By Justin Papp
January 26, 2018
Originally published in New Canaan News
The lobby walls of Nancie Spector’s New Canaan office are lined with photos of her dogs, her many degrees, drawings from patients and, notably, photos of famed psychotherapist Sigmund Freud, one of which depicts the German analyst on his balcony beside two chow chows.
According to Spector, late in Freud’s career he and one of the chows, named Jofi, became so entwined that, after 50 minutes of a session had elapsed, the dog would get up, stretch and head for the door, indicating to Freud that time was up.
Spector, a psychologist herself, believes strongly in the palliative capabilities of dogs and, like Freud, has used canines in her work for nearly two decades. Most recently, she paired with Canine Companions for Independence (CCI), the largest nonprofit provider of assistance dogs in the world.
After a long application process, Spector received Rand in 2008. After a good run, Spector retired the dog, keeping him on as a pet. She then started process all over again, eventually ending up with Robert, a four-year-old yellow Labrador-golden retriever mix, in 2015. In the two years since, Robert has remained at her side, a steadfast assistant in her work to address issues of mental health.
Q: How long have you been involved with CCI? What was your reasoning?
A: Robert is my second facility dog from CCI. Before that, in 1999, I had a golden retriever therapy dog, which is a very nice dog that usually passes the canine-good citizen test and that might have had some training. The therapy dog was incredibly sweet and fabulous with the kids actually, but it was a completely different thing than a facility dog.
It was very clear to me once I started educating myself that a facility dog was a completely different thing — So I applied to CCI. I had to fill out a very extensive application. They interviewed me over the phone, then I had to go to Long Island and they watched me interact with dogs and had an on-site interview. I got Robert in February 2015.
Q: In applying to CCI, what kind of dog were you looking for?
A: I wanted a very calm, laid-back dog because some of the kids I see don’t like dogs. Some are afraid of dogs. I said I wanted a dog that liked to be petted and touched and was good with children. And I told them that there can be crying and loud noises in my office and the dog has to be comfortable with that.
It took them about three years before they found Rand, Robert’s predecessor, in May 2008. When you get a dog from them, you have to go there and live on the campus for two weeks for a training program.
Q: Where are CCI dogs bred?
A: The dogs are all bred in California. They stay there for eight weeks, then they’re sent around the country to puppy raisers, who take care of them for a year-and-a-half. Then they return to the regional center, in my case Long Island, where they stay for six to nine months for additional professional training.
Q: In what ways are facility dogs helpful in a session?
A: It’s really been a huge asset to my work because the kinds of kids I see, babies on up, sometimes aren’t always happy about coming for treatment.
I had a 12-year-old boy last year who was apprehensive about coming in here and wouldn’t get out of the car in my driveway. He was very polite and kept saying to me that he was very sorry but he couldn’t possibly come in and have his session and maybe some other time he would come back.
I was out there for about 15 minutes and got nowhere. I came back in here, put Robert on a leash and walked him out to the car. I went with Robert into the minivan and handed the leash to the boy and said, ‘Robert needs to go back into the office, can you please bring him in?’ He got up and walked right into my office holding the dog.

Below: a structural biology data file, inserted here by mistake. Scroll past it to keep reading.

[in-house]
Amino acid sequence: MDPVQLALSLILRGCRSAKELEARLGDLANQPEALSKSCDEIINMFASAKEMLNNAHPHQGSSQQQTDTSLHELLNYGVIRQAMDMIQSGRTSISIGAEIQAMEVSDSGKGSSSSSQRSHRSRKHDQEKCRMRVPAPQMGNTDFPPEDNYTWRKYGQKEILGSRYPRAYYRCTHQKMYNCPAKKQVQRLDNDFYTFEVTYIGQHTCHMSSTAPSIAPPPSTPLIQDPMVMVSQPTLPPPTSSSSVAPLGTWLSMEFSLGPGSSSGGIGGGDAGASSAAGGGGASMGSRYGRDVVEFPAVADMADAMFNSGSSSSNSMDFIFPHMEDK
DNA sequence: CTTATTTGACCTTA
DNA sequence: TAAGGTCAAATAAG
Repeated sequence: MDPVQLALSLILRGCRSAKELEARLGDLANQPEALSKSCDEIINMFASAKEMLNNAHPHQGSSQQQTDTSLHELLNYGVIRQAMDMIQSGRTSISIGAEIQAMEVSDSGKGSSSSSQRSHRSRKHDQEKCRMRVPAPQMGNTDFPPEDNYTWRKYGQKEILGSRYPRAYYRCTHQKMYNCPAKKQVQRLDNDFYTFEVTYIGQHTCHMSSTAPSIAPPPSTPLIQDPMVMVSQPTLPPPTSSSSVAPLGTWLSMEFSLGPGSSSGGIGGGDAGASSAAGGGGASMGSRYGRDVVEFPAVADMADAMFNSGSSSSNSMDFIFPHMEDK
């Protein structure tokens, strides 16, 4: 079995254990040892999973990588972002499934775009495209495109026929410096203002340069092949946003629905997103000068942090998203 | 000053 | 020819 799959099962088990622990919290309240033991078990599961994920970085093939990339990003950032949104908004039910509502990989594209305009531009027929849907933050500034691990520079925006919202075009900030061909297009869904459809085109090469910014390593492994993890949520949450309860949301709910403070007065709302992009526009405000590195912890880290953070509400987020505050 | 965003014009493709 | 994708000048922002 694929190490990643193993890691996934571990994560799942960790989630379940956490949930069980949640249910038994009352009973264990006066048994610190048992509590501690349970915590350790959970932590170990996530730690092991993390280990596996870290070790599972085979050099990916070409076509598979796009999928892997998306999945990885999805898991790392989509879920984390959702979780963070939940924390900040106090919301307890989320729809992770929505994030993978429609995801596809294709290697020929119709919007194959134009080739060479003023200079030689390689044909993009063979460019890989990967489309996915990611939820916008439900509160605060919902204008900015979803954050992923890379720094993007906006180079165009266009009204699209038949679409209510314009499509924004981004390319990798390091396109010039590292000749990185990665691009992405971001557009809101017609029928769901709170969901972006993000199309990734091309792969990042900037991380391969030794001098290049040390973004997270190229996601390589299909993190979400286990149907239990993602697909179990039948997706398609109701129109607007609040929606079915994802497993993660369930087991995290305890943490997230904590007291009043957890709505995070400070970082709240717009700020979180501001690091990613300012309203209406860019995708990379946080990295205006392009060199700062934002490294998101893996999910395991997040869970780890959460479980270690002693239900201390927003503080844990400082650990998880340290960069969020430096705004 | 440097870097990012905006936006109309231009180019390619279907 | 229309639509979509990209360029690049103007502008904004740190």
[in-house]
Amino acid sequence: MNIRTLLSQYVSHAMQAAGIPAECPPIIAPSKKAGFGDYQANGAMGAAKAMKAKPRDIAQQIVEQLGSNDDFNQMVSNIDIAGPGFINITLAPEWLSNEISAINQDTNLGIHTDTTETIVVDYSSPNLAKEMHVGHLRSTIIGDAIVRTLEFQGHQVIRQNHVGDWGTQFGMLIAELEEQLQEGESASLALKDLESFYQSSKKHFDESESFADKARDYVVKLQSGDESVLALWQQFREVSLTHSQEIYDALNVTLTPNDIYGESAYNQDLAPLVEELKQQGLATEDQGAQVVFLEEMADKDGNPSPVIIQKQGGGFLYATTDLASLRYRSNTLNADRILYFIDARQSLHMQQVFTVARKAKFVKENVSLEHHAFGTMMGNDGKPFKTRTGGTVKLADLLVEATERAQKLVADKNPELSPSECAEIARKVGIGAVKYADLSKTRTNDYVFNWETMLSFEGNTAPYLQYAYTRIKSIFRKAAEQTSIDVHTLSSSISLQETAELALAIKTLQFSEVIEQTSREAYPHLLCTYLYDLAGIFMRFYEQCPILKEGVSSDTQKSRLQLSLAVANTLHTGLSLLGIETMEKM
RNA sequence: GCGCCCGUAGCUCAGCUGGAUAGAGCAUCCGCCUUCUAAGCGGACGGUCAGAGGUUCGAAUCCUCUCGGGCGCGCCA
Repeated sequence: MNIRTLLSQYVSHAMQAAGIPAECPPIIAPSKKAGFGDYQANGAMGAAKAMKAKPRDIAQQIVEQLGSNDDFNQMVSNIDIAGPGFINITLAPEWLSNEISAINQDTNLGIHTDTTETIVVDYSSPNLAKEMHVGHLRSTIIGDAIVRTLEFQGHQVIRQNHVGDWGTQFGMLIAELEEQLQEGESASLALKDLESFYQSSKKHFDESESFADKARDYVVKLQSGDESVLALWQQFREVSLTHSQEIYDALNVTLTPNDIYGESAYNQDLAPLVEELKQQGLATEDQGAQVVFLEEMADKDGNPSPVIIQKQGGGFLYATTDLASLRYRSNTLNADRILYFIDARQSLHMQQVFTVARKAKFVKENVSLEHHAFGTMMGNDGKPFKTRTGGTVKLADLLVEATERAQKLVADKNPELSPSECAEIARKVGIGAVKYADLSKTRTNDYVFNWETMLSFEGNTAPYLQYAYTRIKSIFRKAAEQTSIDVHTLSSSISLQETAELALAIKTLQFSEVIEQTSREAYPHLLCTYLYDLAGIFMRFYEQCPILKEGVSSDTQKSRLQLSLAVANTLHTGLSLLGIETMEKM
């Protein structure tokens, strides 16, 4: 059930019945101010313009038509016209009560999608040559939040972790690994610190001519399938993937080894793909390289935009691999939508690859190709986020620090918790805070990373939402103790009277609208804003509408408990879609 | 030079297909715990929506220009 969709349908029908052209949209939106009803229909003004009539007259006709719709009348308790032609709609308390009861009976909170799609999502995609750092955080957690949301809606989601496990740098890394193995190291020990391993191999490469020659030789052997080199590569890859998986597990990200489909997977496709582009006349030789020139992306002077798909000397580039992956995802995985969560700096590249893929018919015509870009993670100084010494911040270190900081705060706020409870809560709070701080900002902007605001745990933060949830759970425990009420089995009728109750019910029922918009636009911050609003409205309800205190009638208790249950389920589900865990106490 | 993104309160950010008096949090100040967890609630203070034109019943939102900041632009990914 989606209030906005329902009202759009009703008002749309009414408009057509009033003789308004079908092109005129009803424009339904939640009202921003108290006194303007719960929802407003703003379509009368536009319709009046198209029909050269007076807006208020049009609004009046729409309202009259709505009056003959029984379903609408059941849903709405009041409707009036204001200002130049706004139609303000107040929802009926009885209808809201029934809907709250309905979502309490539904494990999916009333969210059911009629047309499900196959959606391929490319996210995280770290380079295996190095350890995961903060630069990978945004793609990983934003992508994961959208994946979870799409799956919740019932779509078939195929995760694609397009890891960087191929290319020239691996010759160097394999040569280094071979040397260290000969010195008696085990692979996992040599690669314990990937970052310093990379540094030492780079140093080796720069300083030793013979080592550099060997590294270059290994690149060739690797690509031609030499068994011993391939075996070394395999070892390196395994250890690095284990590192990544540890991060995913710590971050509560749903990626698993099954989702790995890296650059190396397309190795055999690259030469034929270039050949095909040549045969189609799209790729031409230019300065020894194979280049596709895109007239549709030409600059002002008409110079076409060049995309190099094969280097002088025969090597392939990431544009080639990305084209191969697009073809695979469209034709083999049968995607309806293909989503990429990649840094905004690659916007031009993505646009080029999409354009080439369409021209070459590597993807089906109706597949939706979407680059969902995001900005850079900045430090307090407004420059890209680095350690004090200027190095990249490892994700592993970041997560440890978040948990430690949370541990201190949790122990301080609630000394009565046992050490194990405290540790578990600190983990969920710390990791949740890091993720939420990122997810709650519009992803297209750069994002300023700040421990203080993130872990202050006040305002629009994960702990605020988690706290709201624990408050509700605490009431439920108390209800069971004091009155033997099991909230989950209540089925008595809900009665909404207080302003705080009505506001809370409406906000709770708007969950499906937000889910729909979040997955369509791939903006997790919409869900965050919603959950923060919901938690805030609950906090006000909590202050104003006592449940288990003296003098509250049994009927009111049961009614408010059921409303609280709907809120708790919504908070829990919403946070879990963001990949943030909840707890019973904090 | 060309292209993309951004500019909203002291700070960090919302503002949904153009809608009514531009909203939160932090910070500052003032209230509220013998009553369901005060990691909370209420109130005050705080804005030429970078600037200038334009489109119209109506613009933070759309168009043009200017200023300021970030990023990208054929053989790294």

I never had another problem with that boy. I was able to help him and I don’t think I would have been able to do that had I not had such a great assistant in Robert.
Q: Specifically, what commands can Robert perform to alleviate a patient’s anxiety? What is his function during a session?
A: He will put his head on children’s feet. He also will do a lap command where he’ll climb his top half onto someone’s lap, which a lot of kids like from a pressure point of view.
I don’t do what’s called animal-assisted therapy. That’s where somebody is specifically using the animal to get a person engaged in tasks. I use him as a reinforcement or to make people more comfortable.
I had an adolescent girl who had seen something awful on the internet. She came in and said, ‘I’m going to tell Robert about this. You can listen.’ She sat down on the floor next to the dog bed and talked to him.
So Robert enables me to do my job. It’s really an incredible asset and tool.
Q: In what professions are facility dogs typically used?
A: The facility dogs go to occupational therapists, physical therapists, nurses. Some are used in court when children have to testify in a very difficult situation. They all have to be really well trained and be able to do what’s needed on command.
Q: Have you treated any kids who came in with a phobia of dogs who, in meeting Robert, were able to get over their fear?
A: I actually have specifically been asked to treat dog phobia.
If you talk to children who are afraid of dogs, they’re afraid of sudden movement, being jumped on, being knocked over and things being taken out of their hands. When they see that Robert isn’t going to do anything like that, it usually just takes a few sessions and then they’re very happy to interact with him.
Q: How is Robert with your two other dogs? After work is he able to play with the others?
A: They love each other.
There’s a command release. So we go upstairs and I tell him the command and he runs around with the other dogs and plays with his toys. He’s got his off time and that’s very important in order to keep him healthy. He can’t be working all the time.